It's all very well saying she doesn't like cheese meat etc but you really need to reduce something because if she's overweight, clearly her current diet contains too many calories.

brettgirl2 Fri 07-Feb-14 13:52:36

ok shes 111. That is a lot better but it's still a lot dd is 109 and is 2 stone 8/9 ish I think.

brettgirl2 Fri 07-Feb-14 13:49:56

she is 105cm and 4 stone at 6. There is no way that isn't overweight, unless the measurements are wrong in fact surely its obese? It is not cruel to give her different food options, and limit the other stuff. It is this anxiety about kids being hungry which leads to most eating and weight problems.

capsium Fri 07-Feb-14 13:46:04

Have you started with any of the smaller changes Pink?

How is it going?

PinkHardHat Fri 07-Feb-14 13:44:43

Frog I didn't say she isn't overweight. I said she doesn't look overweight, besides her solid poking out tummy. The charts say she is overweight.

It's all very well saying give her cheese/hummus etc but she just doesn't like it. It's cruel to give her food she hates so she'll eat less imo. Eggs and hummus make her physically gag. She likes mince, but it isn't her favourite - at least giving that I know it isn't impossible for her to eat it but she'll stop when full.

She doesn't want to have school dinners as her friends have packed lunch. Plus they have substantial puddings everyday so it's not an improvement. Her activities are from 4-6 usually so not enough time for a meal beforehand.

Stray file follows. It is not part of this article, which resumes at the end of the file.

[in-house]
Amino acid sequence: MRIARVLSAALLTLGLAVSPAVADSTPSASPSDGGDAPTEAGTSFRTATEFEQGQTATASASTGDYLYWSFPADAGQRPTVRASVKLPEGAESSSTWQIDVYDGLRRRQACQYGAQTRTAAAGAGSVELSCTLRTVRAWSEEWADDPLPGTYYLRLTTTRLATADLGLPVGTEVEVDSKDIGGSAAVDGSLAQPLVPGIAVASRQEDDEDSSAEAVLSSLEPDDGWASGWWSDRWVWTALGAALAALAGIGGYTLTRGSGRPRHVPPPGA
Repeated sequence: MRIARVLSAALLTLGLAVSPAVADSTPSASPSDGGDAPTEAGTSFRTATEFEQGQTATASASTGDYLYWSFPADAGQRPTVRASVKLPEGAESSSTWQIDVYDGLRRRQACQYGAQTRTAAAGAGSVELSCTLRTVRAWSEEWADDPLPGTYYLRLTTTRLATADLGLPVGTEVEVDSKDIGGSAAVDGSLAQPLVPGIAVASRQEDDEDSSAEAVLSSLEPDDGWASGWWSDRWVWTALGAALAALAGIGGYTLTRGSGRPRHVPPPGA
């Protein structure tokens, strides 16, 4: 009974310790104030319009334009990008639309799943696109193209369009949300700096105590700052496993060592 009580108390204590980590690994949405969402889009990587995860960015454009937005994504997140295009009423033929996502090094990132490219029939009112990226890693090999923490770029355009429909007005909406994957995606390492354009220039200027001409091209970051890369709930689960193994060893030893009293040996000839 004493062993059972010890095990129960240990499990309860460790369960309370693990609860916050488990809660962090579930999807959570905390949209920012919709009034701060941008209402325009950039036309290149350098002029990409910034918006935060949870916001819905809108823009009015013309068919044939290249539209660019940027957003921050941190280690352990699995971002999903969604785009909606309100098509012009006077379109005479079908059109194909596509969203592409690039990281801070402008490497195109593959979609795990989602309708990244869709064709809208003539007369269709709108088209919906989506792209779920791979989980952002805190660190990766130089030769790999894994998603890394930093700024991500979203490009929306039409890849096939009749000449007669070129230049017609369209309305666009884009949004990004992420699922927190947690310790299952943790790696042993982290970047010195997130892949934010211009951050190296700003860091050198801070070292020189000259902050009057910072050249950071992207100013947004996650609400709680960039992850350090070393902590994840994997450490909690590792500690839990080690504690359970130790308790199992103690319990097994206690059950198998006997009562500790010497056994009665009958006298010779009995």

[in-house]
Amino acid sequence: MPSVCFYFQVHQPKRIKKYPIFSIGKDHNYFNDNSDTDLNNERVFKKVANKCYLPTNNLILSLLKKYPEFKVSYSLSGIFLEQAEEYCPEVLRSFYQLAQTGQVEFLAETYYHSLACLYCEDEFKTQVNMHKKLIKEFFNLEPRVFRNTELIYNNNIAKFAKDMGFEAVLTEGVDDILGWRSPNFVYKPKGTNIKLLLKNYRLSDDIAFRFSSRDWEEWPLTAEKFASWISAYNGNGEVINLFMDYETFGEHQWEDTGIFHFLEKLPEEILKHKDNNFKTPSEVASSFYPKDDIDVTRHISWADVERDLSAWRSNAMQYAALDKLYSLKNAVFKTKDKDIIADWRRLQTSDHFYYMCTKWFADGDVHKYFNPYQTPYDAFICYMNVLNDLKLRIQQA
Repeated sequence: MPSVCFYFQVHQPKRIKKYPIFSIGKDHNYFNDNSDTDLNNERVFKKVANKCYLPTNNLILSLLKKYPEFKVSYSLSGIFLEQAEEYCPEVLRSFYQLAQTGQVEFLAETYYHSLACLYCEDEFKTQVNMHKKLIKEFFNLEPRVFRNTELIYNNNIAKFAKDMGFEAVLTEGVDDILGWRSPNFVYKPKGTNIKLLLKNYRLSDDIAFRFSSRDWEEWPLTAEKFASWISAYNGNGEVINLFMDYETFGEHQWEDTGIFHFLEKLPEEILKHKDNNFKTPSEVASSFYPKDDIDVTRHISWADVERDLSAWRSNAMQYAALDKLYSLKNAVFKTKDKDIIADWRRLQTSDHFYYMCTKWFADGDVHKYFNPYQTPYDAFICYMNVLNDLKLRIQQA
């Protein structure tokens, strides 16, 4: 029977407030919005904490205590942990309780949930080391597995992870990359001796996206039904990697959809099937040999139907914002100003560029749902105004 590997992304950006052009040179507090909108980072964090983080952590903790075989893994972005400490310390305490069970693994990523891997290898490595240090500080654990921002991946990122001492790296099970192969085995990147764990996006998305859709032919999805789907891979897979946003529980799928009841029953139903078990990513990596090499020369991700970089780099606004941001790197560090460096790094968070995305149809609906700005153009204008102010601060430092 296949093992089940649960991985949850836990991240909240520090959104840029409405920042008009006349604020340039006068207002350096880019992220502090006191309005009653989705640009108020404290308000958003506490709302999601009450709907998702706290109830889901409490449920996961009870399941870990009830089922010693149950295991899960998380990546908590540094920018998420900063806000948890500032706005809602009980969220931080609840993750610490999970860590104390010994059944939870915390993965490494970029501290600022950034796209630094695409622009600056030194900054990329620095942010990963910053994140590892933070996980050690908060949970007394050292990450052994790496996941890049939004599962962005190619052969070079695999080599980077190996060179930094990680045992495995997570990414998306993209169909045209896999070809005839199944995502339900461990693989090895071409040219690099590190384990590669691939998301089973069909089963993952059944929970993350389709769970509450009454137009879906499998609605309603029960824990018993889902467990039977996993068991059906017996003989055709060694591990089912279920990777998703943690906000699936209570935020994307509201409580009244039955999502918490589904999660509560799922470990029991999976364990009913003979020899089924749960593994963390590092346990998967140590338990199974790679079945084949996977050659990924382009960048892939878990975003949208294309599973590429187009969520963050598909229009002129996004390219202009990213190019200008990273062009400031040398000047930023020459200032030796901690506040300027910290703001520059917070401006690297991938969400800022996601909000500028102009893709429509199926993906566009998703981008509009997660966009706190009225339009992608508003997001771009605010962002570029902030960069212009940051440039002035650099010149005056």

frogwatcher42 Fri 07-Feb-14 11:48:33

Rather than relying on a notoriously difficult way of truly assessing overweightedness (is that a word?)(meaning charts, paper based methods), just take her to the nurse/doc and ask them to assess her weight. If they say she is fine then relax.

If they say she is overweight then you know you have to do something.

2rebecca Fri 07-Feb-14 09:37:41

For the height and weight given your daughter is on the 99th centile for her BMI and is very overweight. www.nhs.uk/Tools/Pages/Healthyweightcalculator.aspx is the link to the BMI centile calculator. You can do it more accurately as you know her date of birth. It sounds like more than having a bit of a tummy though.